Can Trump Pardon His Family? Russia Investigation Reportedly Looking To Prevent Pre-Emptive Pardons
On Oct. 3, we received yet another sign that U.S. special counsel Robert Mueller is likely preparing a criminal case in the Russia investigation into possible collusion with the Trump campaign, especially as experts start to worry about whether Trump can pardon his family and friends. Bloomberg profiled Michael Dreeben, a government lawyer with expertise in money laundering and foreign bribery and "more than 100 Supreme Court appearances" in his career.
And while usually this wouldn't be breaking news, Dreeben is special: he's Mueller's top legal counsel, and he is reportedly determining how to prevent pre-emptive pardons and create an air-tight case.
That is not a good sign for President Donald Trump, and it's yet another sign, after a summer chock-full of them, that the Russia investigation is closing in.
There is a strong possibility that Trump could try to use pardons to interfere in the investigation.
Mueller is reportedly concerned that Trump will use pre-emptive pardons to prevent Mueller's team from going after campaign members involved in possible collusion — including family members such as Donald Trump, Jr. and Jared Kushner, both of whom were present at a June 2016 meeting with Kremlin-connected Russian lawyers in Trump Tower. (Trump, Jr. received an email stating the lawyers were going to offer dirt on the Clinton campaign, to which he replied, "I love it.")
Mueller's fear is not unfounded — especially "now that current and former Trump advisers are under Mueller's scrutiny," per Bloomberg.
Trump has previously tweeted about what he believes is his "complete power" to pardon crimes—and he reportedly asked aides in late July whether or not he could use his pardoning to stymie Mueller's investigation. (Presidential pardoning, while broad, is not total.)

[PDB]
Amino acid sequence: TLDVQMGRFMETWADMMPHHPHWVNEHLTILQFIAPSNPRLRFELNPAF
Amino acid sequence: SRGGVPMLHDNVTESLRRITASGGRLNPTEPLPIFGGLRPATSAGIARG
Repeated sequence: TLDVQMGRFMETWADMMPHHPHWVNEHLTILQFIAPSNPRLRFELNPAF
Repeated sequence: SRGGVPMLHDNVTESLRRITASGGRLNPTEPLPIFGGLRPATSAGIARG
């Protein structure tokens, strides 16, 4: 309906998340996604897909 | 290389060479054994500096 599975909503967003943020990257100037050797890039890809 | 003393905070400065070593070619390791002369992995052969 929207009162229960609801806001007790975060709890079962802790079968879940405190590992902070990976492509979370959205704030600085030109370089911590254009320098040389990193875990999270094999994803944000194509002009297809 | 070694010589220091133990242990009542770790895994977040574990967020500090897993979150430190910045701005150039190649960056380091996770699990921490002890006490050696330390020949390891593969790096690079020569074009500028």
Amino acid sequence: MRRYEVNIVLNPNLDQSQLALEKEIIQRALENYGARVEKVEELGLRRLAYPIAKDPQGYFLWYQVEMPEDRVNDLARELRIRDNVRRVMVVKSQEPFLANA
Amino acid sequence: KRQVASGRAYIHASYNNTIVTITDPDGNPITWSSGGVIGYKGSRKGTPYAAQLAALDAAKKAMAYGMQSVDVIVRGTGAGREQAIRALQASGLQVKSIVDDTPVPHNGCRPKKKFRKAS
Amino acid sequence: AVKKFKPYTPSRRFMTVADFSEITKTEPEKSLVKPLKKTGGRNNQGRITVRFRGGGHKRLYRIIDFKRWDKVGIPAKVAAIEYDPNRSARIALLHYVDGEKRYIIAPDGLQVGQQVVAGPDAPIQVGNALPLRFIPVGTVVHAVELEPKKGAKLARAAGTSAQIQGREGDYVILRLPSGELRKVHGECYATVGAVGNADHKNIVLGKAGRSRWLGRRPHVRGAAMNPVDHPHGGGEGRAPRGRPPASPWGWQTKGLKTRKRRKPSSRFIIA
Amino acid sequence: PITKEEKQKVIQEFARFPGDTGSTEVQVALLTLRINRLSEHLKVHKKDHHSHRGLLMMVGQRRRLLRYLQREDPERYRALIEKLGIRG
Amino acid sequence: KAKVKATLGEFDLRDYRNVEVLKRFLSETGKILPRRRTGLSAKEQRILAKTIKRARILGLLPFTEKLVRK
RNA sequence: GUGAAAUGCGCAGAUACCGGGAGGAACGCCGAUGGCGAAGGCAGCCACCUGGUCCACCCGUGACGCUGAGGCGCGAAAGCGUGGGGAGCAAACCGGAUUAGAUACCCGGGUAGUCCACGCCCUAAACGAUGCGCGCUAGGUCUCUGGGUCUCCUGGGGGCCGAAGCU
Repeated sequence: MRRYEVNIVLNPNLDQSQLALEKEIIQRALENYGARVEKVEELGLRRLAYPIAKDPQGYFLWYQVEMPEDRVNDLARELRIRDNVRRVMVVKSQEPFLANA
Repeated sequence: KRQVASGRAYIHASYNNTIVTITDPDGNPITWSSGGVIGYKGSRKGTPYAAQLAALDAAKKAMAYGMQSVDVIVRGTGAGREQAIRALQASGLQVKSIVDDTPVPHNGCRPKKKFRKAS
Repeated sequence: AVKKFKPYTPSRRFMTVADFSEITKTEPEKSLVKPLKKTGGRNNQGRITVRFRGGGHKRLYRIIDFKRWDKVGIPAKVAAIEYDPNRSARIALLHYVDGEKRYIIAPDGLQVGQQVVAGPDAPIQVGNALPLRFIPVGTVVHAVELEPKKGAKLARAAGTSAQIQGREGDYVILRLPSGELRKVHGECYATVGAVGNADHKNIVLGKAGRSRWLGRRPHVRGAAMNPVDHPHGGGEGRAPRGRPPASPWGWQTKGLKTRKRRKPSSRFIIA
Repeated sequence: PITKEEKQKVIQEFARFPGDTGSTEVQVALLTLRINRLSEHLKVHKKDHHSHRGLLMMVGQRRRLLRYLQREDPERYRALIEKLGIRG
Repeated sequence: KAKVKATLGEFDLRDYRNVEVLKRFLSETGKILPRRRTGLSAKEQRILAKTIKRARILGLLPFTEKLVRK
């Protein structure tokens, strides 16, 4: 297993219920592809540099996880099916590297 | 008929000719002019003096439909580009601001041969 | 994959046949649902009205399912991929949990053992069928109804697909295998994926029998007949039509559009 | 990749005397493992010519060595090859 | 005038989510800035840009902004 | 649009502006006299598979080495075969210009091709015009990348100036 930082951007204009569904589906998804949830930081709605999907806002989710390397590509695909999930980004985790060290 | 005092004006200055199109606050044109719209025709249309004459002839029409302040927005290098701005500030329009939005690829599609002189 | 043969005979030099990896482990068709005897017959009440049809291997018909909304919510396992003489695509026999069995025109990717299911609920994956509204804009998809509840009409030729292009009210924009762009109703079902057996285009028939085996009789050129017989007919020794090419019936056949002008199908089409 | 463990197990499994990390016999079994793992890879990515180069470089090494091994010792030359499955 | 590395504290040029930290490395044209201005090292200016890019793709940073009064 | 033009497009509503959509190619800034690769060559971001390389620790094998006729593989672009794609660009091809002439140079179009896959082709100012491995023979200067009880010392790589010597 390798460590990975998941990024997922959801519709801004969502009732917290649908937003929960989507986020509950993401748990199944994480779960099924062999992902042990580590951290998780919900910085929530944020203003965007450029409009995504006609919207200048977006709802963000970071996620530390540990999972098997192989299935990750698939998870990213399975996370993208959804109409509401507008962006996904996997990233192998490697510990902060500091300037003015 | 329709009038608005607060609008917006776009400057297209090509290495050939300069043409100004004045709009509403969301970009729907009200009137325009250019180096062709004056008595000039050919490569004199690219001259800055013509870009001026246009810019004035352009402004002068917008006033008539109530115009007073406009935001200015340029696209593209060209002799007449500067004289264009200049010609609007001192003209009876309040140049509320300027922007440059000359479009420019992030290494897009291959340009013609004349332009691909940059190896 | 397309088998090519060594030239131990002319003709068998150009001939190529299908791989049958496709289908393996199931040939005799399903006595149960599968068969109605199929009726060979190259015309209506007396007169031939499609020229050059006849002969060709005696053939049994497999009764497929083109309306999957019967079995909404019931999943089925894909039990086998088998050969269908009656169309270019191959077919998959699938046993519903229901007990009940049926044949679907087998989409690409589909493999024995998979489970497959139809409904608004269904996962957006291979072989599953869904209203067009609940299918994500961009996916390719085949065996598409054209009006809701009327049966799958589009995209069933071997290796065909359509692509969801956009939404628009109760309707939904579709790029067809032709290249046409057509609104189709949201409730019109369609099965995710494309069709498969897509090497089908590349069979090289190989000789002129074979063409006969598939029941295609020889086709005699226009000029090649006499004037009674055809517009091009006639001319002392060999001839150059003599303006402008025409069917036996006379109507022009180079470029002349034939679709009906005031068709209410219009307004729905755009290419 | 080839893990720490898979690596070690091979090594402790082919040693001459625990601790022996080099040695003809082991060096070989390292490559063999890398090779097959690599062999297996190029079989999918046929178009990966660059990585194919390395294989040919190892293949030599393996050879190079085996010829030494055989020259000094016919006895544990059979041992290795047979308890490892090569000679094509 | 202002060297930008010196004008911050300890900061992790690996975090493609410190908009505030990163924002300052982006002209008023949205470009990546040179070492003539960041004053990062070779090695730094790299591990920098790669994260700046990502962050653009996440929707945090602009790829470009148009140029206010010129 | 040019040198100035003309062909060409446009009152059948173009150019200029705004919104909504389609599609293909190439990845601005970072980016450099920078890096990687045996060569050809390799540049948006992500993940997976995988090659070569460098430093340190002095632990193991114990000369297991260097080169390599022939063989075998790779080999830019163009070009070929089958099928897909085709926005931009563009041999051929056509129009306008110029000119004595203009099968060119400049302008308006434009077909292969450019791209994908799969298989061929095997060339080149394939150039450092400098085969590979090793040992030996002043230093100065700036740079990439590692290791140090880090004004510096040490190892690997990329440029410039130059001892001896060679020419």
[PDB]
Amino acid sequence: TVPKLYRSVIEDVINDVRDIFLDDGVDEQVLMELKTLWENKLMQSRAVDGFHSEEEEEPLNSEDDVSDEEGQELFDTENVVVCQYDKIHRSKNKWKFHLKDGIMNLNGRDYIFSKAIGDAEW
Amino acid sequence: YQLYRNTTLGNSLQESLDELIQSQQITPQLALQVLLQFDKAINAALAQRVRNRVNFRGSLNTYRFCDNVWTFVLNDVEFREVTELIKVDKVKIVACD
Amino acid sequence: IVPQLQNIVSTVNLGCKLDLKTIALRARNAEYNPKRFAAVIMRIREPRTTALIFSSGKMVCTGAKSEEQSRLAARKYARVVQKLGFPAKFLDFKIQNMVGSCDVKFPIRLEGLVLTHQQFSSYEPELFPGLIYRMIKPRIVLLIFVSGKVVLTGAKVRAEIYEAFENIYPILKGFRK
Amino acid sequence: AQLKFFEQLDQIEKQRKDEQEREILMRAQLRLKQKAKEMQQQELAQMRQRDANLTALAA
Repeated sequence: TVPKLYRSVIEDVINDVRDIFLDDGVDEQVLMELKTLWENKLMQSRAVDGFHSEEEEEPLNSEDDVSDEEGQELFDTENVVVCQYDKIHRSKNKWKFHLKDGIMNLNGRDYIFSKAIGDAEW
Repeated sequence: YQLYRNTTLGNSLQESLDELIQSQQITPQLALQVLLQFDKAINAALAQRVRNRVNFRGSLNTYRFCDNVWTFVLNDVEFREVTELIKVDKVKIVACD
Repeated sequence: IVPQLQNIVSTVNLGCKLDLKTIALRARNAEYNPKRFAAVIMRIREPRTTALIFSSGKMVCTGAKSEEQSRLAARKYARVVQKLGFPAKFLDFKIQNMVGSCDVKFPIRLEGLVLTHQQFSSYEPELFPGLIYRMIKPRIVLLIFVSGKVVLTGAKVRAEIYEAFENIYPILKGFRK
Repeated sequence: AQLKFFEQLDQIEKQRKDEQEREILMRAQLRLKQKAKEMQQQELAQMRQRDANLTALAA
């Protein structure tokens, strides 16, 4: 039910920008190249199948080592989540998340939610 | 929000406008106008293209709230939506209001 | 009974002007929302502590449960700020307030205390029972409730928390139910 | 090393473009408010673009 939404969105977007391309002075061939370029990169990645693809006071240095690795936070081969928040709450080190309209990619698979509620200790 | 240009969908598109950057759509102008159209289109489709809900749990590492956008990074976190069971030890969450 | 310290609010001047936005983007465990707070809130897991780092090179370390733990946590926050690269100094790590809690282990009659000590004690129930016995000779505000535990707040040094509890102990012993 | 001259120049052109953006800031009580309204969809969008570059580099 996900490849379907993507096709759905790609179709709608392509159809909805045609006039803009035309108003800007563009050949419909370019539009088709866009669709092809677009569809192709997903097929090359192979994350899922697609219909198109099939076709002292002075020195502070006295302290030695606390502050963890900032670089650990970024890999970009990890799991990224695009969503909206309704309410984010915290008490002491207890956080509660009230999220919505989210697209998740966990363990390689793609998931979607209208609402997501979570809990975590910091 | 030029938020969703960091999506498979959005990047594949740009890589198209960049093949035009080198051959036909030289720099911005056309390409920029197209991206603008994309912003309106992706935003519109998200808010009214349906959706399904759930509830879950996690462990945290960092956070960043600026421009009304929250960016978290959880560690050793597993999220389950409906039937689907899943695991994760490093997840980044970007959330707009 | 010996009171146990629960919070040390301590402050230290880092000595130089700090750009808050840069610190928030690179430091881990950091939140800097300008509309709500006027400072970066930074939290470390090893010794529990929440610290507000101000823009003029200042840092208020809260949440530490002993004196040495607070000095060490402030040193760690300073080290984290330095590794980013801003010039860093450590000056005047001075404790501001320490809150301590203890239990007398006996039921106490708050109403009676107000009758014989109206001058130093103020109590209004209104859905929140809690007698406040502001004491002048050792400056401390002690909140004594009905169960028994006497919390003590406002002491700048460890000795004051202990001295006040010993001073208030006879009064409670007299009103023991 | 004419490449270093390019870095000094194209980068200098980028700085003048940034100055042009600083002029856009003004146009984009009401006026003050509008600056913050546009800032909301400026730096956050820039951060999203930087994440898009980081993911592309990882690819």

And several times throughout the summer, Trump has implied that he might try to use the presidential power to pardon in order to undercut Mueller's investigation.
According to NBC News, after Trump pardoned former Arizona Sheriff Joe Arpaio — a move which shocked and appalled many — experts started to wonder if he would try to use pre-emptive pardons in other instances, such as Mueller's Russia investigation.
Trump campaign members who may have been involved in the alleged collusion, such as former Campaign Chair Paul Manafort, could be the lynchpin that could connect Trump directly to alleged collusion, as well—incentivizing Trump to pardon them.
In July, Manafort's Alexandria, Virginia home was unexpectedly raided by the FBI — a sign that Mueller believed Manafort had sensitive documents that could help the investigation.
Trump's willingness to use his pardoning power is also the likely motivation behind Mueller's reported work with New York Attorney General Eric Schneiderman. Mueller and Schneiderman are reportedly looking into levying state laws in connection to the Russia investigation — likely due to the fact that president pardons don't extend to state crimes.
The government lawyer's presence likely shows that Mueller is exploring all of his options in this investigation — and that Mueller's investigation is closing in on the Trump campaign's alleged collusion with Russian agents in the 2016 presidential election.
In fact, only a few weeks ago, news broke that Mueller has requested documents directly related to some of Trump's actions, such as his involvement in writing a false statement to the press regarding Trump, Jr.'s 2016 meeting with Russian lawyers.
According to Bloomberg, Dreeben is "researching past pardons and determining what, if any, limits exist" and how best to create an air-tight case — a preventative measure against interference by Trump.
Essentially, Mueller's investigative team is trying to ensure an air-tight legal case, one that, were it necessary, Trump wouldn't be able to pardon his way — or his friends' ways — out of it.
This news comes on the same day that Senate Intelligence Committee has largely confirmed what the intelligence community has been saying for months: Russia created widespread campaigns to spread misinformation and interfere with the 2016 presidential election. North Carolina Senator Richard Burr, chairman of the committee, said that "the issue of collusion is still open."
Drip, drip, drip.